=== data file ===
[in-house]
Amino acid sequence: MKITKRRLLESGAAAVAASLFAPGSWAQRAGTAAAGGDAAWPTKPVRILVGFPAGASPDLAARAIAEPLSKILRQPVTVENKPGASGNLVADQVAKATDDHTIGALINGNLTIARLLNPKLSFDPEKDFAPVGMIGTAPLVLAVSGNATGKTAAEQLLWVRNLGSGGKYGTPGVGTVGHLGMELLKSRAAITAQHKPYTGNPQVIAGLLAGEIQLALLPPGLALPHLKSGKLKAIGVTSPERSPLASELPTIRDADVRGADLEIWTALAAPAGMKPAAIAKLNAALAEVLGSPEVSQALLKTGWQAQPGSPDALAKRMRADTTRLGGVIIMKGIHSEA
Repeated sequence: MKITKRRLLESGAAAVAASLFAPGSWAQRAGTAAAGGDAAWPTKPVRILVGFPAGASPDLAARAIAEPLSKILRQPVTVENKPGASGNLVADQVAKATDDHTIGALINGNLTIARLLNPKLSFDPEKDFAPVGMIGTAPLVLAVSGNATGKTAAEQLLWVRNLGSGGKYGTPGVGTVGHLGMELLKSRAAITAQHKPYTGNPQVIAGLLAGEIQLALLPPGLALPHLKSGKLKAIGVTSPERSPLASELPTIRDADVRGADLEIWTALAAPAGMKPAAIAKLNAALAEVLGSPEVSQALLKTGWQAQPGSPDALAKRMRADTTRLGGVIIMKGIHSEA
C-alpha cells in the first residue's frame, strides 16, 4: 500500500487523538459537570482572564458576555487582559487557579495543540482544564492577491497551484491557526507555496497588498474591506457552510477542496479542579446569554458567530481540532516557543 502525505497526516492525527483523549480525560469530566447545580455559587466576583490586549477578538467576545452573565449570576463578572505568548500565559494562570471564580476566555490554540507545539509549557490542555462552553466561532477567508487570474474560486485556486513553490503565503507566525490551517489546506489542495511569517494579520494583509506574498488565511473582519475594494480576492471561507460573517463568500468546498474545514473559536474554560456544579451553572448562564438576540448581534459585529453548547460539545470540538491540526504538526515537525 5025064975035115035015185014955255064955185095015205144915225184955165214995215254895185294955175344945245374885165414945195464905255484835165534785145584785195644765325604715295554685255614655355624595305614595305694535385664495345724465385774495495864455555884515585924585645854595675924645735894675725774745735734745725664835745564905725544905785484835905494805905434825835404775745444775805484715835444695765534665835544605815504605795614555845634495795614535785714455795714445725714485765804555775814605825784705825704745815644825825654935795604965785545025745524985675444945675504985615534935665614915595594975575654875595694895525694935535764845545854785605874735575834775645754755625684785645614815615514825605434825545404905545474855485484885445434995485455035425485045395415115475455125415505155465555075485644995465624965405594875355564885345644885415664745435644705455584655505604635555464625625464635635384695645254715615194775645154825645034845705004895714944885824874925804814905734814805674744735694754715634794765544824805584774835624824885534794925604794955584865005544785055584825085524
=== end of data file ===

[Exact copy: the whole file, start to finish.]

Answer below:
[in-house]
Amino acid sequence: MKITKRRLLESGAAAVAASLFAPGSWAQRAGTAAAGGDAAWPTKPVRILVGFPAGASPDLAARAIAEPLSKILRQPVTVENKPGASGNLVADQVAKATDDHTIGALINGNLTIARLLNPKLSFDPEKDFAPVGMIGTAPLVLAVSGNATGKTAAEQLLWVRNLGSGGKYGTPGVGTVGHLGMELLKSRAAITAQHKPYTGNPQVIAGLLAGEIQLALLPPGLALPHLKSGKLKAIGVTSPERSPLASELPTIRDADVRGADLEIWTALAAPAGMKPAAIAKLNAALAEVLGSPEVSQALLKTGWQAQPGSPDALAKRMRADTTRLGGVIIMKGIHSEA
Repeated sequence: MKITKRRLLESGAAAVAASLFAPGSWAQRAGTAAAGGDAAWPTKPVRILVGFPAGASPDLAARAIAEPLSKILRQPVTVENKPGASGNLVADQVAKATDDHTIGALINGNLTIARLLNPKLSFDPEKDFAPVGMIGTAPLVLAVSGNATGKTAAEQLLWVRNLGSGGKYGTPGVGTVGHLGMELLKSRAAITAQHKPYTGNPQVIAGLLAGEIQLALLPPGLALPHLKSGKLKAIGVTSPERSPLASELPTIRDADVRGADLEIWTALAAPAGMKPAAIAKLNAALAEVLGSPEVSQALLKTGWQAQPGSPDALAKRMRADTTRLGGVIIMKGIHSEA
C-alpha cells in the first residue's frame, strides 16, 4: 500500500487523538459537570482572564458576555487582559487557579495543540482544564492577491497551484491557526507555496497588498474591506457552510477542496479542579446569554458567530481540532516557543 502525505497526516492525527483523549480525560469530566447545580455559587466576583490586549477578538467576545452573565449570576463578572505568548500565559494562570471564580476566555490554540507545539509549557490542555462552553466561532477567508487570474474560486485556486513553490503565503507566525490551517489546506489542495511569517494579520494583509506574498488565511473582519475594494480576492471561507460573517463568500468546498474545514473559536474554560456544579451553572448562564438576540448581534459585529453548547460539545470540538491540526504538526515537525 5025064975035115035015185014955255064955185095015205144915225184955165214995215254895185294955175344945245374885165414945195464905255484835165534785145584785195644765325604715295554685255614655355624595305614595305694535385664495345724465385774495495864455555884515585924585645854595675924645735894675725774745735734745725664835745564905725544905785484835905494805905434825835404775745444775805484715835444695765534665835544605815504605795614555845634495795614535785714455795714445725714485765804555775814605825784705825704745815644825825654935795604965785545025745524985675444945675504985615534935665614915595594975575654875595694895525694935535764845545854785605874735575834775645754755625684785645614815615514825605434825545404905545474855485484885445434995485455035425485045395415115475455125415505155465555075485644995465624965405594875355564885345644885415664745435644705455584655505604635555464625625464635635384695645254715615194775645154825645034845705004895714944885824874925804814905734814805674744735694754715634794765544824805584774835624824885534794925604794955584865005544785055584825085524